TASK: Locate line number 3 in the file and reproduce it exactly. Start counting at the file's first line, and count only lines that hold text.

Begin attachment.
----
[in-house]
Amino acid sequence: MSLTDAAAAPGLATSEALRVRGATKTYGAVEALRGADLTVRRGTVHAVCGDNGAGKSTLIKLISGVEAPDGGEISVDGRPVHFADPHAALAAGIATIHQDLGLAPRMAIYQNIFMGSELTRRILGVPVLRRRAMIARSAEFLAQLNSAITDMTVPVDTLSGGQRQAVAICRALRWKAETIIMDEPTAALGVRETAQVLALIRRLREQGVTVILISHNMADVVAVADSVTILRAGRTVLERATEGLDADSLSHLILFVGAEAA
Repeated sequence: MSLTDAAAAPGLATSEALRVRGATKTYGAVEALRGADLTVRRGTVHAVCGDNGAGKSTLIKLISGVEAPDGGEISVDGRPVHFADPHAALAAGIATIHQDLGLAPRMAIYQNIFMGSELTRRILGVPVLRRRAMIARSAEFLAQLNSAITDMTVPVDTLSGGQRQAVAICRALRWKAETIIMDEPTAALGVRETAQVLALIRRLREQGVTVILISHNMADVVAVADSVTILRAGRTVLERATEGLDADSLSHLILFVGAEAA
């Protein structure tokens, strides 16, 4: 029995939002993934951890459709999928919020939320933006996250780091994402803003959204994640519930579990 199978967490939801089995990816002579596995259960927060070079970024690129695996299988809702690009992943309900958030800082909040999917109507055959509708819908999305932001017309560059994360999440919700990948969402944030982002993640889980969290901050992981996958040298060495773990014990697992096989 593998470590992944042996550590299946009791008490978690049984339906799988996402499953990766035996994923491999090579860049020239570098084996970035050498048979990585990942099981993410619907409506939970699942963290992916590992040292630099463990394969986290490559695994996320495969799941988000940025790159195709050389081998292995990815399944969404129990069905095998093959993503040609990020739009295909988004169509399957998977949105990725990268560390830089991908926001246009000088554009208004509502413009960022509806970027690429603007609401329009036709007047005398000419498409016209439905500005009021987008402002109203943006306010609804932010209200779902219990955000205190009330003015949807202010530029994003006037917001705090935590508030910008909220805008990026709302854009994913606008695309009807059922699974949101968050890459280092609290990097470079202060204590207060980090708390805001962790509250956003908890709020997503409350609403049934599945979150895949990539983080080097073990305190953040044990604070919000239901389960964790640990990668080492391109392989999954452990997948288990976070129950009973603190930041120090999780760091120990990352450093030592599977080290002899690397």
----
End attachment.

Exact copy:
Repeated sequence: MSLTDAAAAPGLATSEALRVRGATKTYGAVEALRGADLTVRRGTVHAVCGDNGAGKSTLIKLISGVEAPDGGEISVDGRPVHFADPHAALAAGIATIHQDLGLAPRMAIYQNIFMGSELTRRILGVPVLRRRAMIARSAEFLAQLNSAITDMTVPVDTLSGGQRQAVAICRALRWKAETIIMDEPTAALGVRETAQVLALIRRLREQGVTVILISHNMADVVAVADSVTILRAGRTVLERATEGLDADSLSHLILFVGAEAA